Tuesday, July 17, 2007

Tour de Wisconsin Agriculture, Part Two

Part one is here, click any photo for larger.

I took a closeup of one of the blooming weeds from the "tunnel of weeds" yesterday. Here it is. I have theorized that they are milkweeds, but I am not sure. I googled some photos of milkweed and there about a zillion varieties. If you know what this is, drop an answer in the comments, I would be interested to know. Whatever they are, they do well around here.
Eventually the path that leaves Middleton and follows Route 12 ends. It ends at Rauls Road. After that, you are on the hills big time. It looks a lot like this from here on out. That hill may not look like too big of a deal at first glance (enlarging the photo gives you better scale too), but it is, especially after you have ridden 40 miles of them already. This is one of the first hills I climbed, and the last one before you return and get back on the path. It is very steep. On the backsides of these you can approach 40 mph. I usually back it down to 30. Much over that and I start to feel uncomfortable (nice talk for scared shitless).
Along the way there are lots of farms. I was somewhat blown away at the different things that grow on the farms around here. Time for the first quiz...do you know what this crop is? There were a lot of fields that I saw that were planted with this. If you think about it you can get it. You former farmhands will get it right away.
Here is a closeup. I will drop the answer in the comments.
I was happy to see that lots of fans of LITGM were out to greet me on my ride!

Three more parts to come...

11 comments:

Dan from Madison said...

The crop in the photos is alfalfa. An important part of any dairy cow's healthy diet.

Annie said...

That first pic is Queen Anne's Lace. Technically, it's the carrot family but it's considered a weed.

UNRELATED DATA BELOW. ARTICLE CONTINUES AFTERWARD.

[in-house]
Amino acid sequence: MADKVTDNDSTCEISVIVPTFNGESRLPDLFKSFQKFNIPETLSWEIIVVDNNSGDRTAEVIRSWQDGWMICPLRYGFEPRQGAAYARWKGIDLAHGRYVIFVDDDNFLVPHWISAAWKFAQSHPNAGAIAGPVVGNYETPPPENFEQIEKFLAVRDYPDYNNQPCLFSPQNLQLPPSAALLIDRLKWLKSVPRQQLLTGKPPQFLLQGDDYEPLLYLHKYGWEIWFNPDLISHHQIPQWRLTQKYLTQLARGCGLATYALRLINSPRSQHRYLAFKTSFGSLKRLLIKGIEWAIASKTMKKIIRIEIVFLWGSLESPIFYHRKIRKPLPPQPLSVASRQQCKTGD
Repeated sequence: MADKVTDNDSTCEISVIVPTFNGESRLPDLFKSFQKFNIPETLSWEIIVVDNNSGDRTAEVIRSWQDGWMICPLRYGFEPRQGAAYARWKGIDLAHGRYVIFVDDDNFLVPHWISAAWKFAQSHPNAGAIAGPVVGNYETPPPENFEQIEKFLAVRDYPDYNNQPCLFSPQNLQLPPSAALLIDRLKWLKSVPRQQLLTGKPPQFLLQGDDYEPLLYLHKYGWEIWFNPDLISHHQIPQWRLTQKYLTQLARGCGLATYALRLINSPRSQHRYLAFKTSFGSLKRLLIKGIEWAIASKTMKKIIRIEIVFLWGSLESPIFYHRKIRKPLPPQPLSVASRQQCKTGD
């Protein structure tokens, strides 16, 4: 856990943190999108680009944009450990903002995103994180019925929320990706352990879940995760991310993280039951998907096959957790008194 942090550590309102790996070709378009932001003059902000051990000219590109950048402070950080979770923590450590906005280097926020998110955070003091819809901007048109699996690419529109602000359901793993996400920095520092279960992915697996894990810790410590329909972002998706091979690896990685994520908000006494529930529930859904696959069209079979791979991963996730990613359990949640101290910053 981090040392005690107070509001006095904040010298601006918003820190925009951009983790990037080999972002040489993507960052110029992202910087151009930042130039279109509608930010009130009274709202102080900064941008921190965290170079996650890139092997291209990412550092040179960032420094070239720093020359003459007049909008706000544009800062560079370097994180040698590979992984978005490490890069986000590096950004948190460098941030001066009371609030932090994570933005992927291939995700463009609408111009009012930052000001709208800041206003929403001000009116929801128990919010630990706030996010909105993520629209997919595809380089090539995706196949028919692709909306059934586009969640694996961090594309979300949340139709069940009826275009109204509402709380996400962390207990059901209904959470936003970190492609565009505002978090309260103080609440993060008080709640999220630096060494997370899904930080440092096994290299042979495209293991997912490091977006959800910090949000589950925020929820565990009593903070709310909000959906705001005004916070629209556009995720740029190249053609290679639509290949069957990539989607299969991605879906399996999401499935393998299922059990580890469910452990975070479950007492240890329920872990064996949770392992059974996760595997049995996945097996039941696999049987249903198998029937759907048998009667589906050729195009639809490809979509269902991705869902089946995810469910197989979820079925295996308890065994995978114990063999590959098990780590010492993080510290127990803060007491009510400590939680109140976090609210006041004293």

Annie said...

P.S. And yes, it's edible (the little wild carrot root), but only when it's super new. After it's been there for awhile, it's like wood. They're weird though, in that they only sprout from the seed every other year instead of every.
Here's something fun for your kids:
Have them pick some and leave the stem fairly long...stick it in a glass or vase with food coloring in the water. You can see the color spider out into the bloom part. It's kind of neat!

Dan from Madison said...

I have the best readers.

Jonathan said...

Whoa! That's the biggest Doberman I've ever seen.

gerry from valpo said...

When I was young back in the early 60's my family would travel through WI on the way to Canadian fishing trips. There was a nice aroma in the air at times (not cowpies) that my dad told me was the smell of sweet clover. Could it have been alfalfa?

Dan from Madison said...

Clover...I haven't heard that one before. Hard to tell what it was. The best smell of the ride was the freshly cut hay, that much I can tell you from my ride. I didn't really notice too much of a differernce when I passed the alfalfa fields.

Dan from Madison said...

Hey Gerry - looks like your dad may have been right. My dad, a former Wisco farmboy, just told me that clover was often planted alongside the alfalfa. I don't know the reason.

mark said...

A hayfield generally consists of alfalfa, clover, timothy and various other grasses. Each have different characteristics as far as the nutrients they provide, how they handle drought, freezing and how quickly the grow. Kind of like hedging your bet. Also, cows can die if they eat too much wet alfalfa too quickly.

Dan from Madison said...

Damn the things I learn on the interwebs. Thanks Mark.

Annie said...

Yep, Mark's exactly right. Cattle can die because their internal organs can’t easily convert that much protein. It causes them to sweat so badly, they get dehydrated and get colic or impaction.